Jimmer Time is now over–at least in Utah–and so it’s time for fans to become accustomed to the two new players who will don Utah Jazz uniforms, Enes Kanter and Alec Burks.
Kanter, of Turkish descent, at a whopping 6-feet-11-inches and 260 pounds and the team’s No. 3 selection, represents something new for the Jazz.
Utah’s third pick in the 2011 NBA Draft is (whoa!) a big guy, something the Jazz have lacked since a player named Karl Malone was drafted in the lottery oh so many years ago, and went on to play 18 glorious seasons with the team.
The defining factor–and likely the reason Kanter was selected over players like fellow Kentucky star Brandon Knight–is his motor.
Kanter is the type of player who, if he can’t finagle his way into the paint, will force his way in, causing defenders all types of problems because, like the Mailman, he’s hard to move out.
Teams found that out at the Nike Hoops Summit two years ago, the last time Kanter was allowed to have played an organized basketball game.
The Turkish giant scored 34 points and hauled down 13 rebounds for the international team, which was also comprised of other international stars like No. 16 pick Nikola Mirotic.
That point total broke Dirk Nowitski’s single-game tournament scoring record, and put him on the fast track to Division I college success.
Kanter’s college success would never come, however, as he first verbally committed to Washington (he also had offers from UCLA, Indiana, UNLV and USC) then later reneged and signed a letter of intent to play at Kentucky.
He would never play at UK, sadly.
Prioor to his freshman year, the NCAA ruled he was “permanently ineligible” after it was found that he had received up to $33,000 in “benefits” when playing for Fenerbahce, a club team in Turkey, as a youth.
Despite having to sit out his freshman year at Kentucky, the UK coaches allowed Kanter to practice with the team as a student assistant–which included draft picks Knight and Josh Harrellson–and the experience reportedly prepared him for the pros.
Kanter obviously comes to the Jazz with something to prove; the Turkish giant hasn’t played basketball in any organized competition for almost two years now–the last time was at the Nike Hoops Summit–and so he’ll get his chance at some point to prove he belongs.
Even in high school, it was reported that several prep schools turned Kanter down for enrollment, because he reportedly had played professionally at some point.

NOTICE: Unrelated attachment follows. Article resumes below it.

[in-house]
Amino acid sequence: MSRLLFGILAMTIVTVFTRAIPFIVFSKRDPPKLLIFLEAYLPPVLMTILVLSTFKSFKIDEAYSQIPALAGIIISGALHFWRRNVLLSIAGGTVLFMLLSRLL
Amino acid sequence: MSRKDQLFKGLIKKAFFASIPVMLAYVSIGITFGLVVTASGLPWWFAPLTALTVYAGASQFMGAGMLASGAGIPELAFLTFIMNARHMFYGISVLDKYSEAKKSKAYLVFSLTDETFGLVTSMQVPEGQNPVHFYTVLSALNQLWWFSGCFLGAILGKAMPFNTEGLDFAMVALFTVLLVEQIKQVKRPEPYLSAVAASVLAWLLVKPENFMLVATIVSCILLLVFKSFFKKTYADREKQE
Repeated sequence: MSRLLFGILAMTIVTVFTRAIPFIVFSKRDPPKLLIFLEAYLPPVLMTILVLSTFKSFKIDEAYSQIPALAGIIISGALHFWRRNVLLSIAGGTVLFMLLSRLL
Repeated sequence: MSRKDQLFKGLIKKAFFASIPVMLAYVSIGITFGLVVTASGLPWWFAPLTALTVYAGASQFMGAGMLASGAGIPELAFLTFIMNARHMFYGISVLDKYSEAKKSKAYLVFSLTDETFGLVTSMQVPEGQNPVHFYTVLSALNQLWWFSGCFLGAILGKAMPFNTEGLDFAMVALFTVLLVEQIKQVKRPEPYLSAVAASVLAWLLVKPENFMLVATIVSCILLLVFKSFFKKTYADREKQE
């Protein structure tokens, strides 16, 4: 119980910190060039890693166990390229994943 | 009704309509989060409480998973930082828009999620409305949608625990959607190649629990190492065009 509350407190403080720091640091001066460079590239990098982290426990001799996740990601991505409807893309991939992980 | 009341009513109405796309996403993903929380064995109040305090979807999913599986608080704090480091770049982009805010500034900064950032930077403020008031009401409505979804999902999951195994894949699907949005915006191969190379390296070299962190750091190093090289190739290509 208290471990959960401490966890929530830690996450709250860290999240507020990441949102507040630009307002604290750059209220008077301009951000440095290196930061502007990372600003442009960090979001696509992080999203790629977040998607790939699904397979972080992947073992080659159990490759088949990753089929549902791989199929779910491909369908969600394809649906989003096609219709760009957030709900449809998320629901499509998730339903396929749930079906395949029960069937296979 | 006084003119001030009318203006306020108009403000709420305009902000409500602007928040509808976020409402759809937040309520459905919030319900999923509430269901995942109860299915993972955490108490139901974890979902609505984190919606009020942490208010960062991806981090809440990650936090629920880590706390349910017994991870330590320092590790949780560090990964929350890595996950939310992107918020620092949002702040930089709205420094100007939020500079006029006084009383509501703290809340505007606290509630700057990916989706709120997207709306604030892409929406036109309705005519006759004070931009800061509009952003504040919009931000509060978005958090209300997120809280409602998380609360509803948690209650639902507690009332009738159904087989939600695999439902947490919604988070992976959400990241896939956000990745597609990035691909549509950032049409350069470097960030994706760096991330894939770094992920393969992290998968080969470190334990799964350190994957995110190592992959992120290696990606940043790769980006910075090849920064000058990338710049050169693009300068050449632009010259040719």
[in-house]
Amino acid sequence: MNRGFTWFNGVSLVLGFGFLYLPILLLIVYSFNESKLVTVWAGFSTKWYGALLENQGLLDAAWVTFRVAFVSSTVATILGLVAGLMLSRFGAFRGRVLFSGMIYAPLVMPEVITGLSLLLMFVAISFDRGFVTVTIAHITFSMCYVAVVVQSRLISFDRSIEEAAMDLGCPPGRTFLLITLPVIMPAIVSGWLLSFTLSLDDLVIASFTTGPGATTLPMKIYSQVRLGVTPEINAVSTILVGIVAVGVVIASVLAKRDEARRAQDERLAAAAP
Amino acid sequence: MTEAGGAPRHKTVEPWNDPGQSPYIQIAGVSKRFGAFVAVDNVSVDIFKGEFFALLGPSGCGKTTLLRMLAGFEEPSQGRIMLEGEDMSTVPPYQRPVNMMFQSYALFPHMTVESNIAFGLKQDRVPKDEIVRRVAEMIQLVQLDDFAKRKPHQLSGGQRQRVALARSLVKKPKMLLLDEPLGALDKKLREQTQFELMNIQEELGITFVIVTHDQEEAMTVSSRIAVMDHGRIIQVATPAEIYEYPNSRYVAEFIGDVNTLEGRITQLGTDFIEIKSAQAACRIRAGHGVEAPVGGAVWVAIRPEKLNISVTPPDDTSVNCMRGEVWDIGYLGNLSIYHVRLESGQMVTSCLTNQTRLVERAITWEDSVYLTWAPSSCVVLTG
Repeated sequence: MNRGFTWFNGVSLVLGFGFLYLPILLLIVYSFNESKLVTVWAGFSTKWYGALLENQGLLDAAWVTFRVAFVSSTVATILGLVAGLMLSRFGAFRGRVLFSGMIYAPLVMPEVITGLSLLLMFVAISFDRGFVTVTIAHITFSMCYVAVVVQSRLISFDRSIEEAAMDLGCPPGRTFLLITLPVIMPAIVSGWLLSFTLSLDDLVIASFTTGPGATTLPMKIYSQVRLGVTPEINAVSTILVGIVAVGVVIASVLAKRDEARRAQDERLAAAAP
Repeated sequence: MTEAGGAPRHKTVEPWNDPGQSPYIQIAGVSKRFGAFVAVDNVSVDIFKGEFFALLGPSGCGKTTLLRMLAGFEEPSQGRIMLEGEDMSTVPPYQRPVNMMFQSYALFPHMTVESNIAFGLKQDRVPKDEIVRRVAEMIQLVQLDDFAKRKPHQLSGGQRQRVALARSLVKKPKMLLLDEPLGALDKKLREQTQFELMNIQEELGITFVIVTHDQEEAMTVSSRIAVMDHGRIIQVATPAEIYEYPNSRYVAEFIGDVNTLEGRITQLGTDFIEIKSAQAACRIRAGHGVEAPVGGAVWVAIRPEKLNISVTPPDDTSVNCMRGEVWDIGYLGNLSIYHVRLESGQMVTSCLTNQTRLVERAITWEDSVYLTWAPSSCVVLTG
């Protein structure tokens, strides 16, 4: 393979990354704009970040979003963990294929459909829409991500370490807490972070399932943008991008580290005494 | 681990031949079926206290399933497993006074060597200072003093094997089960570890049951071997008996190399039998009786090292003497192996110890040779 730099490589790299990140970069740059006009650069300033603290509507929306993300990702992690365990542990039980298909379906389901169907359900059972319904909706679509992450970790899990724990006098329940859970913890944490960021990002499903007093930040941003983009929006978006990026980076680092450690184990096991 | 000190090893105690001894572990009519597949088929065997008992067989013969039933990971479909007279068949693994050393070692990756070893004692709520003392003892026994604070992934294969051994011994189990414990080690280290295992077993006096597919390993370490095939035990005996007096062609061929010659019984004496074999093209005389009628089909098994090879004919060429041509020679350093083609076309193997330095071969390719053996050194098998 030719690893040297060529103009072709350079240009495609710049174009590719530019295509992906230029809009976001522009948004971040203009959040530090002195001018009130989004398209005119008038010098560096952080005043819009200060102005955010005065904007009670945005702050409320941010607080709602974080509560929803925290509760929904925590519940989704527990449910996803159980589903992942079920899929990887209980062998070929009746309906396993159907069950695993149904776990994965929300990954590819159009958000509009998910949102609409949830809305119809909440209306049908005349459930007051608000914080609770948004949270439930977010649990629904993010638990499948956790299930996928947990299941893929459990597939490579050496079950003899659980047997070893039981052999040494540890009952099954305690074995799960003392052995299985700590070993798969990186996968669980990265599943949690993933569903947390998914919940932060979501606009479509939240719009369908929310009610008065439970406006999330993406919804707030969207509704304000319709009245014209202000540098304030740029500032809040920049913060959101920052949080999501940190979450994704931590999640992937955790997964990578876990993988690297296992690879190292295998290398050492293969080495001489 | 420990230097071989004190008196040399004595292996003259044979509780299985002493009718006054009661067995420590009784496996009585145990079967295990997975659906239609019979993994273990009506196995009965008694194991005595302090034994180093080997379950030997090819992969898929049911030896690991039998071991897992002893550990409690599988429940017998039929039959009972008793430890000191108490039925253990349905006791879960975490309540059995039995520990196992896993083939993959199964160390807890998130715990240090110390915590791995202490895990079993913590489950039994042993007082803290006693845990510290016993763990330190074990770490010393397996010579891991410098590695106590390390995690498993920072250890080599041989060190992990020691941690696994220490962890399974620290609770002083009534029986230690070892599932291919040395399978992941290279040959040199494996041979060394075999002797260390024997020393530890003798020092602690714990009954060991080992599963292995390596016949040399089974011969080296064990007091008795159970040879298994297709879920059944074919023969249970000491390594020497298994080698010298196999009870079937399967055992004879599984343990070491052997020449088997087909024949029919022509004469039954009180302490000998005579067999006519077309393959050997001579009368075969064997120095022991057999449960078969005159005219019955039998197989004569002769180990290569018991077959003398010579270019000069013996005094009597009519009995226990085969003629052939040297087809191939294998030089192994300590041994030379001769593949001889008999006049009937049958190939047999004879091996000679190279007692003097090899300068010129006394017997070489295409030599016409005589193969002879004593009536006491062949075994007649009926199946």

Whether or not Kanter actually received the benefits from Fenerbahce is still up for debate–even to this day UK head coach John Calipari says it’s an apples-and-oranges deal–but it’s all distant memories now.
Imagine telling Malone–and now Kanter–that they aren’t allowed to play. You would have to think that saying such a thing would result in a few bruises.
Those bruises will not be endured by Jazz players–at least not during the season, anyway–but when the time will be for Kanter to take the court officially, however, remains somewhat of a mystery, since a potential lockout is on the horizon.
It’s just another roadblock in a series for the Turkish boy wonder, the 19-year-old who during his time at Fenerbahce, rarely got off the bench and played a handful of minutes in a few games.
So, as the time for Kanter to show what he can do may not come soon enough, it’s expected that with Kanter being a major piece to the Jazz puzzle, the team will find a way to get him minutes in his rookie season.
And he’ll want every one.
Similarly for Burks, he also comes to Utah bearing the burden from being passed over by teams, particularly after high school and during the college recruiting process.
Draft insiders also took Burks to task for not having an NBA-ready shot prior to the 2011 draft, despite his being a shooting guard and averaging over 20 points per game at the University of Colorado.
That said, the one intangible that most NBA draftees in 2011 did not have–and that Burks has in spades–is the ability to get to the rim and invite contact.
If you look at Jazz players down the line, the most successful have been those who are willing to draw fouls and get to the free throw stripe.
As you know, former Jazz draftee Ronnie Brewer reportedly could not shoot, either, and all he’s done is had a successful NBA career, both with the Jazz and now the Chicago Bulls with a solid inside-outside game.
Like Brewer, Burks shoots the ball from down low–through the former CU star does not have Brewer’s completely unorthodox delivery–and with Burks making a measly 29 percent of his shots from three-point land at CU, it’s widely suspected that the reason Burks dropped on the draft board was because of his suspect shooting.
The one knock on Brandon Knight–and also the reason many feel the Jazz went with Kanter at No. 3 instead of his fellow Kentucky star–is that Knight does not drive to the hoop, instead settling for pull-up jumpers.
So, for Burks to fall to the Jazz like he did–despite many crying out in the night and the morning after for Jimmer or at the very least, any point guard–settles up two major needs that the Jazz now have filled on draft night.
Most, if not all, draft insiders gave the Jazz resounding grades for its selections, ranking the team above the Cleveland Cavaliers–who had the first and fourth picks–and Minnesota, who had the second pick and then embarked on a bizarre journey through the draft itself.
Sure, the Jazz didn’t draft a point guard, and they didn’t get Jimmer, but what the team did do–which is something it hasn’t done in years–is help itself to some talented prospects who, with players like Gordon Hayward and Derrick Favors, comprise a pretty solid young bunch going forward.
And that outlook is definitely something for Jazz fans to get excited about.